Bendigo Art Gallery

Bendigo Art Gallery is an Australian art gallery located in Bendigo, Victoria. It is one of the oldest and largest regional art galleries.

Bendigo Art Gallery
Bendigo Art Gallery 2012.jpg
Bendigo Art Gallery, Bolton Court seen from View Street
Location42 View Street, Bendigo, Victoria, Australia
TypeArt gallery


The gallery was founded in 1887.[1]

The gallery's collection was first housed in the former Bendigo Volunteer Rifle's room, converted into an exhibition space by Bendigo architect William Charles Vahland (1828–1915) in 1890 and renamed Bolton Court. In 1897 it was extended with Drury Court, designed by local architect William Beebe. In 1962 the gallery was again extended with office space and additional exhibition spaces, as well as a new entrance.[2]

From 1998 to 2001 the gallery was refurbished and expanded with a new sculpture gallery designed by Fender Katsalidis Architects.[3]


Bendigo Art Gallery is one of Australia’s oldest and largest regional art galleries.


The gallery's collection has a strong emphasis on British and European Continental 19th-century painting, with works by Ernest Waterlow and Pierre Puvis de Chavannes among others. Australian work from the 19th century onwards is also well represented, including Charles Conder and Arthur Streeton.


The gallery hosts Australia's richest open painting prize, the Arthur Guy Memorial Painting Prize, worth A$50,000, which was launched in 2003.[3] Other prizes have included:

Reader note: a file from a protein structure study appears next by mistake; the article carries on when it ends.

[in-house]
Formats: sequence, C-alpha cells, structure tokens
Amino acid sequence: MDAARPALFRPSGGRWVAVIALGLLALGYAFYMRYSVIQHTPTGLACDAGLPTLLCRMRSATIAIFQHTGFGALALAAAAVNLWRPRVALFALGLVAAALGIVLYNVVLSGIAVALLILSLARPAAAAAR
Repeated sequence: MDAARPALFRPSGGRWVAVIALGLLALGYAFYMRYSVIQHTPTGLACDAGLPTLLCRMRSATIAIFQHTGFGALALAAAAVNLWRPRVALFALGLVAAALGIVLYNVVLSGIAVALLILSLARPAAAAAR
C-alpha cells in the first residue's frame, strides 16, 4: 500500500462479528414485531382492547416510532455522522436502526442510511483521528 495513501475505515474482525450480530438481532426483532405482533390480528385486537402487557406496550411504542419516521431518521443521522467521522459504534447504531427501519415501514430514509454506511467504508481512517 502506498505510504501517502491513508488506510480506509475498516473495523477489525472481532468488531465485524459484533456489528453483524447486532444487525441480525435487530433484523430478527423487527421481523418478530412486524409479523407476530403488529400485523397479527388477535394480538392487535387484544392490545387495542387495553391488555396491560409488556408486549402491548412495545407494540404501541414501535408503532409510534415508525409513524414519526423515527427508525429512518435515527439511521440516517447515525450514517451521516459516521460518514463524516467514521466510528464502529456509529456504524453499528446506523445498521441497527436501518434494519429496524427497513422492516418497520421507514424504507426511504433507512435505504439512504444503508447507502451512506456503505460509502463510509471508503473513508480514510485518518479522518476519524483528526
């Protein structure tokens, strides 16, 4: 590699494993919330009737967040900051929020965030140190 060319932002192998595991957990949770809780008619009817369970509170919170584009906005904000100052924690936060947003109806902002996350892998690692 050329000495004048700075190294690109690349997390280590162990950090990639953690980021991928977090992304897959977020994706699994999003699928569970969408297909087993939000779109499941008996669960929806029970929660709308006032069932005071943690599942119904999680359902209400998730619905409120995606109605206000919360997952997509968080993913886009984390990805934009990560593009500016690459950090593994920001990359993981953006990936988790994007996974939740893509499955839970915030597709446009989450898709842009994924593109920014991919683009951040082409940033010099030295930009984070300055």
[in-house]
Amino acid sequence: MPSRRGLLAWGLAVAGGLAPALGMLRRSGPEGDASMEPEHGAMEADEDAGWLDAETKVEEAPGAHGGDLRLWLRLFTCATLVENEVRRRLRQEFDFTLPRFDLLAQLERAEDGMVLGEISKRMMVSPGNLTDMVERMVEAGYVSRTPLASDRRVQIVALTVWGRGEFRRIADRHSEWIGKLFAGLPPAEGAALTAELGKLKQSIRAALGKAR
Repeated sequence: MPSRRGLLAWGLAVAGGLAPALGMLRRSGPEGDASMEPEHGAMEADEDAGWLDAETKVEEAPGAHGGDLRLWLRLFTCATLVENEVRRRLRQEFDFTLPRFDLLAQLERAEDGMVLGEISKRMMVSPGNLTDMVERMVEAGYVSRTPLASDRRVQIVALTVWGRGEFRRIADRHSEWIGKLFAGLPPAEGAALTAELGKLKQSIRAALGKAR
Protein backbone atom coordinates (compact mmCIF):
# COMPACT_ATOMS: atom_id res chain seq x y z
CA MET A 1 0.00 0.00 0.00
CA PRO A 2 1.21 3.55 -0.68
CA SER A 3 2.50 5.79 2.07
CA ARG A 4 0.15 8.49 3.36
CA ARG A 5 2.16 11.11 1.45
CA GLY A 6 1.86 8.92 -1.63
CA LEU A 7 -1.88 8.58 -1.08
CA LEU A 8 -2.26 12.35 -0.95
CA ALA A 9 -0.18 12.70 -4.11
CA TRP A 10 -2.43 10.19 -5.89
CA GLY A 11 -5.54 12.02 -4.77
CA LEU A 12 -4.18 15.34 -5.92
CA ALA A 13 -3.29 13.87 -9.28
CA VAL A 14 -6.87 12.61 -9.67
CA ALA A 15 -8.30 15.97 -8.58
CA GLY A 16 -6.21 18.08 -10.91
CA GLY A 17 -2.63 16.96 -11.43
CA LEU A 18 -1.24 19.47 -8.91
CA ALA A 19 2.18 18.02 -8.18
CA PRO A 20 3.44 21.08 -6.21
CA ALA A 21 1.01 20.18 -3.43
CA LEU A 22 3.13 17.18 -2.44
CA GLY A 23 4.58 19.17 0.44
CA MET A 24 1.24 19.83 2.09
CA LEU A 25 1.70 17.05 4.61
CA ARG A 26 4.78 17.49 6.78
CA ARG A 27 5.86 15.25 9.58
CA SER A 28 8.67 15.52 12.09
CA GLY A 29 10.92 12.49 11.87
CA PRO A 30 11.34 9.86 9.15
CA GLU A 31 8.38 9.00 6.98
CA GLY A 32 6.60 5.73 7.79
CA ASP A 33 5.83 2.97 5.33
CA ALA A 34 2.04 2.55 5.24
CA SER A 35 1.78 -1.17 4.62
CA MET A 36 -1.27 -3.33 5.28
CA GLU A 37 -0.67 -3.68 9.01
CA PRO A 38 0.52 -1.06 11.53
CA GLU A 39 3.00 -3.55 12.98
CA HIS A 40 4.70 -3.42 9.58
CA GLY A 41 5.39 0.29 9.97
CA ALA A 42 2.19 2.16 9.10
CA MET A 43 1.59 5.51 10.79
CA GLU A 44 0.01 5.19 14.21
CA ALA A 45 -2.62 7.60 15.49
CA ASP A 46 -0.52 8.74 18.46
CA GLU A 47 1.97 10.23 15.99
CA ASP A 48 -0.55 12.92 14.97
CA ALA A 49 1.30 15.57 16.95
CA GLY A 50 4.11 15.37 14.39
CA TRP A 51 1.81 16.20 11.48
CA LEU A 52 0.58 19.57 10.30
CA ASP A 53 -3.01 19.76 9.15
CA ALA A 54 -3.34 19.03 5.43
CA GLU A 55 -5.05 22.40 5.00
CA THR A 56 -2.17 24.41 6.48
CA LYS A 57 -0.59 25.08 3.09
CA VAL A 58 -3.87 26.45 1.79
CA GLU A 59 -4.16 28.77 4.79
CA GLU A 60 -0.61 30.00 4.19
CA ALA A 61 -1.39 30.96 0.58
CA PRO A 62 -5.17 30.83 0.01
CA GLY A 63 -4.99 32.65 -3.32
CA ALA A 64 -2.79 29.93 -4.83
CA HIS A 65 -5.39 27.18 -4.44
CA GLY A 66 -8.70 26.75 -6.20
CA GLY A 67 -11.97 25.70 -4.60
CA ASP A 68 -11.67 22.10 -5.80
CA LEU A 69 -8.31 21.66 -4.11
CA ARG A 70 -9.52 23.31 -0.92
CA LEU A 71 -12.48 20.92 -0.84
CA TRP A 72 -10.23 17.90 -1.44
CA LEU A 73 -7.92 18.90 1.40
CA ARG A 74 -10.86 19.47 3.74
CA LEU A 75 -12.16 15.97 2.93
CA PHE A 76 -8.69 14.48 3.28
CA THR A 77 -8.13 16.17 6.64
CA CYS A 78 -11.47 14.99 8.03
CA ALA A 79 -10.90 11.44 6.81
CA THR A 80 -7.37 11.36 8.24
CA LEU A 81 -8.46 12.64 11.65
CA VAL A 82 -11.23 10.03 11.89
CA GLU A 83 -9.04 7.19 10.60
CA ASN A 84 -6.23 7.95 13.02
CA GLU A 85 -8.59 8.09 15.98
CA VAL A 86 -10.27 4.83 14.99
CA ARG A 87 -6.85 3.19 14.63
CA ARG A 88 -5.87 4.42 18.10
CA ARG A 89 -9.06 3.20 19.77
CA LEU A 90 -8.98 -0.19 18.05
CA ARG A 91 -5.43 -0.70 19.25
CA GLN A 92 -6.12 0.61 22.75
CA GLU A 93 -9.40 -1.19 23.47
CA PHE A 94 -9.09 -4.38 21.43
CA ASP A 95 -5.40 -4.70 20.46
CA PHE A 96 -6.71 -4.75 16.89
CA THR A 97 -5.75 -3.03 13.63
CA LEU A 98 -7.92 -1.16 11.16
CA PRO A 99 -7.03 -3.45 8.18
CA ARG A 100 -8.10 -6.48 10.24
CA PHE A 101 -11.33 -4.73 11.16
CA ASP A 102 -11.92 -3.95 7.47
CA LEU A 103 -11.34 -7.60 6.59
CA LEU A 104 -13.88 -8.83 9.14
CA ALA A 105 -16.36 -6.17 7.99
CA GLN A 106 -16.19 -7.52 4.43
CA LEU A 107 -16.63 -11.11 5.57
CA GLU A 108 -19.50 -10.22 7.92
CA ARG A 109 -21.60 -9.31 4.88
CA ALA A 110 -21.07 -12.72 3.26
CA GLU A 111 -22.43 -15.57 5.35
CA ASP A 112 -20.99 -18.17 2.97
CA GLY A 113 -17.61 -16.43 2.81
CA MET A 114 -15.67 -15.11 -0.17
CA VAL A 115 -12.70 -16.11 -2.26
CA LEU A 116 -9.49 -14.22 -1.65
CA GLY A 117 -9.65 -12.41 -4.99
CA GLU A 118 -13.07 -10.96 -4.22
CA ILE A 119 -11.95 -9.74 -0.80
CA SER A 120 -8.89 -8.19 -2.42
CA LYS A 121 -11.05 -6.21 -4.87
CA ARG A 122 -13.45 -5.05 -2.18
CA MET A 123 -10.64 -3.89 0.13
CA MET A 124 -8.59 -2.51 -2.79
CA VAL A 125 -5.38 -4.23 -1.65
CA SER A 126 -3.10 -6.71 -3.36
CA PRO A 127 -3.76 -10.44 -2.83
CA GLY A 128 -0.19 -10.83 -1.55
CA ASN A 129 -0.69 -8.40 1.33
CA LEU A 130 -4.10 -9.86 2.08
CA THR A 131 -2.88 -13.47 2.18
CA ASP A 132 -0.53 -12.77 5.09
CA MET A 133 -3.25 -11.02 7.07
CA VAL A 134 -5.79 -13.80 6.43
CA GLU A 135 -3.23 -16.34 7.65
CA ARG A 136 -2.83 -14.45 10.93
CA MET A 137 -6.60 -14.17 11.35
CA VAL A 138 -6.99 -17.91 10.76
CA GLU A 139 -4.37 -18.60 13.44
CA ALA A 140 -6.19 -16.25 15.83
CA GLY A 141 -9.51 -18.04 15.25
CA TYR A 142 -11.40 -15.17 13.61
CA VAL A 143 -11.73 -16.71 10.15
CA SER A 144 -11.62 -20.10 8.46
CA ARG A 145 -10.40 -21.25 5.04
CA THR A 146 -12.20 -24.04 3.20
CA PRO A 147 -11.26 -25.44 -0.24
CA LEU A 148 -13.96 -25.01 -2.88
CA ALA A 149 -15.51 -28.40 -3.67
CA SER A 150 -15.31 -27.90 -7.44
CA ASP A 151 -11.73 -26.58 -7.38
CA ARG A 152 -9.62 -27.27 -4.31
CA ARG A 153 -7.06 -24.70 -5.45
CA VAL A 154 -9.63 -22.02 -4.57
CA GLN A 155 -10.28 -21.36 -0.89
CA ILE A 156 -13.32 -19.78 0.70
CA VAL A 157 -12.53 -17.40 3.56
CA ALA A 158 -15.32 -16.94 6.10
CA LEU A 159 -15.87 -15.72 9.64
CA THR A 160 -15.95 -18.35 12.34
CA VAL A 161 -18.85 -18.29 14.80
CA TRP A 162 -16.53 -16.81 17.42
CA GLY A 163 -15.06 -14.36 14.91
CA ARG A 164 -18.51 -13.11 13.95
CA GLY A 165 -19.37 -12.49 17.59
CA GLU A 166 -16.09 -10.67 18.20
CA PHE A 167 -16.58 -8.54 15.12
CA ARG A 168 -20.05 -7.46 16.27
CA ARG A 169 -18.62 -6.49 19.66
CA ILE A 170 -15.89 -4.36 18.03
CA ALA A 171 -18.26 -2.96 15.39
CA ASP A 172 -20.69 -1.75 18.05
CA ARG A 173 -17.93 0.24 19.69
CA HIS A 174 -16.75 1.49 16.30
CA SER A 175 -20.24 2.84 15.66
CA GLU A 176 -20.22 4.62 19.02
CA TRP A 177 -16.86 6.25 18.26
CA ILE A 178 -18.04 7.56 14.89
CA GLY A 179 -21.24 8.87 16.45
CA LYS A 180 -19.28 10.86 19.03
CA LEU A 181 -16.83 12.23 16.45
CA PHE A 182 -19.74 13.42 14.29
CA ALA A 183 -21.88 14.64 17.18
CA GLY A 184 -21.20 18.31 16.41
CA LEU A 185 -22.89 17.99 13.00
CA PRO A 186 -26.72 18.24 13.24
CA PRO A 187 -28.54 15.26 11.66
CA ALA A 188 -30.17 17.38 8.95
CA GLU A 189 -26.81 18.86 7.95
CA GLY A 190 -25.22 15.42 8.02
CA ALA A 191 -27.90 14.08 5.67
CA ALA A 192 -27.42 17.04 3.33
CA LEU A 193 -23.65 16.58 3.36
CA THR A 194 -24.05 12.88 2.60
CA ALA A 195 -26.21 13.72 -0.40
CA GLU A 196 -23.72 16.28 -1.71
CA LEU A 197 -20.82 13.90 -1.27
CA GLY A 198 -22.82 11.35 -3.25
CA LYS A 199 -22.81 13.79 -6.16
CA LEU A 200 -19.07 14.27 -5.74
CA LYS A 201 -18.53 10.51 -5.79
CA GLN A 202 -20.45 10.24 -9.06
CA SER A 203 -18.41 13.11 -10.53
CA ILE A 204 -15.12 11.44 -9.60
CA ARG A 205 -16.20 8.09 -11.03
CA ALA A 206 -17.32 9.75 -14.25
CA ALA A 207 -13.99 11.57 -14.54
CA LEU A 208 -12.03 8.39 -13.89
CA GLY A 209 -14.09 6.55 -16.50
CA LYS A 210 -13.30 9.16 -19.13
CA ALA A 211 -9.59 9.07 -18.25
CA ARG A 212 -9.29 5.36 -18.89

Karen Quinlan was director of Bendigo Art Gallery from around 2000 to 2018, and curator for three years before that.[4] She was also Professor of Practice at the La Trobe Art Institute at Bendigo. She took up the post of leading the National Portrait Gallery in Canberra in December 2018.[5][6] During her tenure at Bendigo, Quinlan worked with international institutions to bring large exhibitions to Bendigo, which boosted the regional economy and encouraged cultural tourism.[7] She was made a Member of the Order of Australia in the 2019 Australia Day Honours list, "for her significant service to the visual arts and to higher education".[4]


The gallery's logo is an image of Ettore Cadorin's statue Venus tying her sandals (1913).[8] Cadorin was an Italian-born American, but was married to an Australian contralto, Erna Mueller, who trained at the Bendigo Conservatory.[9] He sold the statue to the gallery after visiting it in 1913.[8]


  1. ^ "Bendigo Art Gallery turns 120". ABC Online. ABC Central Victoria - Australian Broadcasting Corporation. Retrieved 29 December 2010.
  2. ^ "Bendigo Art Gallery: "History of Bendigo Art Gallery", retrieved 18 November 2012". Archived from the original on 3 December 2012. Retrieved 18 November 2012.
  3. ^ a b Quinlan, Karen (2004). Bendigo Art Gallery Selected Works, Bendigo Art Gallery. ISBN 0-949215-27-9.
  4. ^ a b "Karen Quinlan made a Member of the Order of Australia". Public Galleries Association of Victoria (PGAV). 29 January 2019. Retrieved 8 September 2022.
  5. ^ "Ms Karen Quinlan appointed to lead the NPGA: 25 September 2018". National Portrait Gallery. 25 September 2018. Retrieved 8 September 2022.
  6. ^ "Karen Quinlan AM". National Portrait Gallery people. 22 August 2022. Retrieved 8 September 2022.
  7. ^ "Karen Quinlan AM announced as new CEO of Arts Centre Melbourne". Australian Arts Review. 3 August 2022. Retrieved 8 September 2022.
  8. ^ a b The Age, 19–20 December 2003, Review, "Work of the Week", p. 7.
  9. ^ NSW Art Gallery. Retrieved 21 May 2016

External linksEdit

36°45′27″S 144°16′37″E / 36.757513°S 144.276967°E / -36.757513; 144.276967